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Sad Desperate Trolls Now Attacking Black Panther Score on IMDb

Marvel's Black Panther and Troll

Not content since Facebook cracked down on the nefarious plans to sabotage Black Panther’s Rotten Tomatoes rating because racism, a brigade of under-the-bridge dwellers have turned their attention to the Internet Movie Database.

Imagine being on your deathbed and seeing your life flash before your eyes and your greatest accomplishments amount to “complaining that a girl is the lead in Star Wars” and “messing with a superhero movie’s review score because it stars black people.” It’s really hard to understand why more franchises aren’t celebrating these guys’ obvious cultural superiority.

The troll dolls are at their idiot shenanigans again, targeting Black Panther‘s audience review score on IMDb—and because this operation is run by some real Einsteins, they’re flooding the movie with low scores prior to its wide release. As reports:

4,966 people gave Black Panther a 10/10 rating. From there, everything seemed to even out, with the ratings scores from nine to two receiving anywhere from 66 to 270 votes. This is where things get skewed. 1,820 people, 23.1 percent of voters, gave the film a 1 out of 10, the lowest score possible. That kind of massive disdain for the movie doesn’t add up with the trend being followed with the rest of the votes.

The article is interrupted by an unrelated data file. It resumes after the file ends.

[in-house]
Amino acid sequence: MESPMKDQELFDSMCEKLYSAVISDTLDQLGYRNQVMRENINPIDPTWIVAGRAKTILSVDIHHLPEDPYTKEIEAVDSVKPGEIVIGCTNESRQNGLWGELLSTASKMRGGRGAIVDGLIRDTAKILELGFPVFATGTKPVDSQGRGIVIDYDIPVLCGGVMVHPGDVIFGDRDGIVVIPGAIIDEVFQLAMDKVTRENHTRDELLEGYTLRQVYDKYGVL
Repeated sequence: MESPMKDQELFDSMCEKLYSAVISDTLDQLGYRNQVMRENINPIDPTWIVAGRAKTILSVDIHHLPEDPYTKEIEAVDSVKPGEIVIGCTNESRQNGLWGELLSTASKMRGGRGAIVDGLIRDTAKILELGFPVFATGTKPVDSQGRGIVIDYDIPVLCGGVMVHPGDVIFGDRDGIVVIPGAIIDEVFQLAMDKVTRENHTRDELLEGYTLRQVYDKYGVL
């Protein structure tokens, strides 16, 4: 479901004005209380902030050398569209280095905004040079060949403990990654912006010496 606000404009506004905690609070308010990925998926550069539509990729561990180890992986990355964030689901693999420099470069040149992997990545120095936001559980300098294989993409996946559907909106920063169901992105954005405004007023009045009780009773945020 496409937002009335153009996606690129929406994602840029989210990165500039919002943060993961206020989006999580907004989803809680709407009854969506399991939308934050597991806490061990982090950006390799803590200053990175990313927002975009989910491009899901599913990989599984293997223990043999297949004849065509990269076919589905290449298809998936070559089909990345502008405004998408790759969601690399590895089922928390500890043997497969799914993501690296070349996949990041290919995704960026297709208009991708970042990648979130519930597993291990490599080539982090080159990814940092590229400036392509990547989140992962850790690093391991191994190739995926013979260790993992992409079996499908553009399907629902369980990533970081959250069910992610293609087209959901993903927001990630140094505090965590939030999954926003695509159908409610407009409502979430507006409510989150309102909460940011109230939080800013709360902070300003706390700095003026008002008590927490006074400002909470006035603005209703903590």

“There’s no chance that 8,000 people have already seen and rated Black Panther,” points out. Nope! But there are a few thousand disgruntled and hateful people who tell themselves they’re … protesting something with this bold activity.

Social justice? Feminists? Racial equality? What are we fighting against today in the troll army? Oh, yeah: striking a blow against the insidious forces of diverse superhero representation—by trying to lower the score count on a movie that is going to be massive, important, and incredibly successful regardless.

Although I’m angry that we have to have this happening at all,  the best take to take to heart is Black Panther star Chadwick Boseman on the troll campaign: “Whatever they do online doesn’t really matter.” Thinking about getting that printed on a t-shirt.

(via, image: Marvel Studios/Getty Images/Torsten Blackwood)

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Kaila is a lifelong New Yorker. She's written for io9, Gizmodo, New York Magazine, The Awl, Wired, Cosmopolitan, and once published a Harlequin novel you'll never find.